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Border closure and ‘FX43’: A strategic combination

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border closure
One of Nigerian borders

y Arize Nwobu

THE dual policies of border closure and the earlier exclusion of 43 items (FX43) from the Interbank Foreign Exchange Market by the Central Bank of Nigeria, CBN, are a strategic combination aimed at plugging leakages and helping the economy by checkmating smuggling and unbridled importation.

Rice, rice everywhere, but not enough to buy(Opens in a new browser tab)

The strategies also seek to conserve foreign reserves and boost local production. These are necessary for food sufficiency and the long march towards the country’s industrialisation. Though some analysts have noted the down side of the policy, but the advantages are also obvious.

It is believed that whatever pain the policy will inflict on citizens in the short term will turn to gain in the long run, all things being equal. As they say: no pain, no gain.

Smuggling is destructive to the economy. It results in loss of revenue, impedes local production, competition and economic growth which in turn lead to lay-offs, bankruptcies and aggravation of poverty.

Prior to the border closure, I had in an article titled, “CBN: Battling Smuggling and Economic Sabotage,” published in Vanguard newspaper of Tuesday, June 11, 2019, highlighted  the damage smuggling, especially through the Benin Republic flank inflicts on the Nigerian economy, and how CBN threatened to wage war against smugglers.

CBN had threatened to investigate the account of any company suspected to be involved in smuggling to determine their source of foreign exchange, with those found guilty being charged for money laundering. It further threatened to tag such companies illegal importers of foreign exchange into Nigeria and to write to all Nigerian banks with instruction to close all the accounts of such companies in Nigeria.

CBN had indicated that it would stop the operation of accounts of top management officials of the companies in Nigeria so that people could learn to obey and respect economic policies of the country.

Furthermore, I noted that smuggling is one of the serious problems facing the Nigerian economy, and that it contributed to the country’s stunted growth. The article also noted that the World Bank in a report had noted that N750 billion worth of different goods were smuggled into Nigeria through the Benin Republic alone each year, with uncollected taxes and customs duties which hindered economic growth.

The World Bank report further noted that: “$400 million, representing 25 per cent of the total current annual revenue collected by the Customs, is lost through smuggling across borders.” True to the report, the Customs Service, in a recent press report, collected N1.002 trillion in nine months after the border closure. Immediately after the closure, the Service reportedly collected N115.6bn in September, which was N6.1 billion more than in August before the closure. But for the border closure, the huge revenue would have leaked out of the economy.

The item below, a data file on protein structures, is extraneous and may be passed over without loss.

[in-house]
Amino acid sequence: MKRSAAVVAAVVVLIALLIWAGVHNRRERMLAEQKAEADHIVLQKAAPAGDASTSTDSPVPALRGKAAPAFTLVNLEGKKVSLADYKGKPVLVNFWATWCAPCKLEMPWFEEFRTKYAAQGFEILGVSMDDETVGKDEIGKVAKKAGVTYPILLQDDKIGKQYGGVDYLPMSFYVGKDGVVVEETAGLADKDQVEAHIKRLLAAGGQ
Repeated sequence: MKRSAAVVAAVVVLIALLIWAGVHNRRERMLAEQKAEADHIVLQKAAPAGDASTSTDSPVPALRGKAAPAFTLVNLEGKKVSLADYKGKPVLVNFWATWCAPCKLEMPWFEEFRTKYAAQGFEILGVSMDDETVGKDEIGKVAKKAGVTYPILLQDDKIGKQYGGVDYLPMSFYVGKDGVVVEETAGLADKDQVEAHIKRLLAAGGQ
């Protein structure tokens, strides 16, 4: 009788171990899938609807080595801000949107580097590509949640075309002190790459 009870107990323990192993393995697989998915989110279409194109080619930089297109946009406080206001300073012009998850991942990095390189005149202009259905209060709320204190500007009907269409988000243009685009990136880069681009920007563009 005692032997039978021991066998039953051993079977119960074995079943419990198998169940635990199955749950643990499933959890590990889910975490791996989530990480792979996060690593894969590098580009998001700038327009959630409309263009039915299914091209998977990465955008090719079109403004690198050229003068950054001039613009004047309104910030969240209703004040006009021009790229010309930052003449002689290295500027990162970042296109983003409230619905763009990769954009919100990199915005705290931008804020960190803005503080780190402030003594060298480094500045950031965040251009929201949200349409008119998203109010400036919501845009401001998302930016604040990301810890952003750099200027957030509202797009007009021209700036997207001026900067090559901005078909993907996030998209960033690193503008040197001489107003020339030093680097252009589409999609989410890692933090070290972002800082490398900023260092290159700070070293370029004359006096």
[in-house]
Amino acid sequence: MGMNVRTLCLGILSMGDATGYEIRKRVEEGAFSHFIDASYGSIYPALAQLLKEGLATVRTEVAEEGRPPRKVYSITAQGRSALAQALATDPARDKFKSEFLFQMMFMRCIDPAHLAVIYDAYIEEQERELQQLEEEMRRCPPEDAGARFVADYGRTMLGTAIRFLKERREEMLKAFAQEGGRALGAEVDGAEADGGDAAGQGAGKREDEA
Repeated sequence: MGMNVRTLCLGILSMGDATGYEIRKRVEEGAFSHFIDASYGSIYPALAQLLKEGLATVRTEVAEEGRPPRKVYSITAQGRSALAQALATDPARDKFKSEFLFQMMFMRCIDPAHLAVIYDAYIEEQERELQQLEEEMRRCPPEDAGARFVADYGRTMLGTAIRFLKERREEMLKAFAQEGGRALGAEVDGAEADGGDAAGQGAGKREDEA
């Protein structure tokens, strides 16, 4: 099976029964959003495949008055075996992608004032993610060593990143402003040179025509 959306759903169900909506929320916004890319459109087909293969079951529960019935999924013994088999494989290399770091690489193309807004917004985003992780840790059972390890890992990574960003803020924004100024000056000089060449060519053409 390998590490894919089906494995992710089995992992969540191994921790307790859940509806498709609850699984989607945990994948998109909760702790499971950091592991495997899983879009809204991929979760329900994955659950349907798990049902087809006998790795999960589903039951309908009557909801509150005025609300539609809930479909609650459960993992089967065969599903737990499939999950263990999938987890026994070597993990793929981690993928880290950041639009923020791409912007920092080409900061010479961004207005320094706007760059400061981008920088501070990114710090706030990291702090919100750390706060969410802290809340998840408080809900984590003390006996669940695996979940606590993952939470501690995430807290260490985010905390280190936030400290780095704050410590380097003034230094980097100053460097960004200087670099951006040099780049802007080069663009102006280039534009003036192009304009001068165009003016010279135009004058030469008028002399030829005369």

In a paper entitled: “Towards an Industrialised Economy for Sustainable Growth: A Case for Infant Industries”, the Chief Consultant B. Adedipe Associates Limited, Biodun Adedipe, had noted that “no industrialised nation ever emerged with open borders. Each of them had protective strategies that allowed their industries mature before they were open to international competition. Let us start to actively protect infant industries, creatively deploying both tariff and non-tariff barriers.”

In the 1970s America used the Import Substitution Industrialisation, ISI, policy to promote the “Buy America Campaign”. Sri Lanka also used the ISI to improve local food production, including rice. They achieved success in several commodities, but rice was the most spectacular success and Sri Lanka has been able to feed its 21 million population with rice.

Rice is one of the most imported items in Nigeria which drain foreign exchange with an import bill of $2 billion annually. It is also the most smuggled and most consumed food in Nigeria. It is a staple food of over 70 per cent of the population as a result of which the demand is greater than supply.

Rice consumption in Nigeria is estimated at 6.5 million tonnes per annum out of which about 3.7 million tonnes are produced locally. PwC had predicted that with increased mechanisation local production could increase to 7.2 million tonnes.

CIFI, National Arts Theatre and the industry(Opens in a new browser tab)

Central Bank of Nigeria had initiated the Anchor Borrowers Programme, ABP, and other development finance initiatives to boost local rice production and the results are becoming glaring. Dangote Group of Companies had inaugurated the Dangote Rice Out Growers Scheme in Goronyo Local Government Area, Sokoto. Recently, Coscharis Group of Companies launched a $35 million Rice Mill in Anambra State.

The launch, which was attended by CBN Governor, Godwin Emefiele and some state governors, was for the first phase of 40,000 metric tonnes per annum. The total capacity is 120,000 metric tonnes to be completed in 2020. The Food and Agriculture Organisation, FAO, had noted that rice generates more income for Nigerian farmers than any other cash crop.


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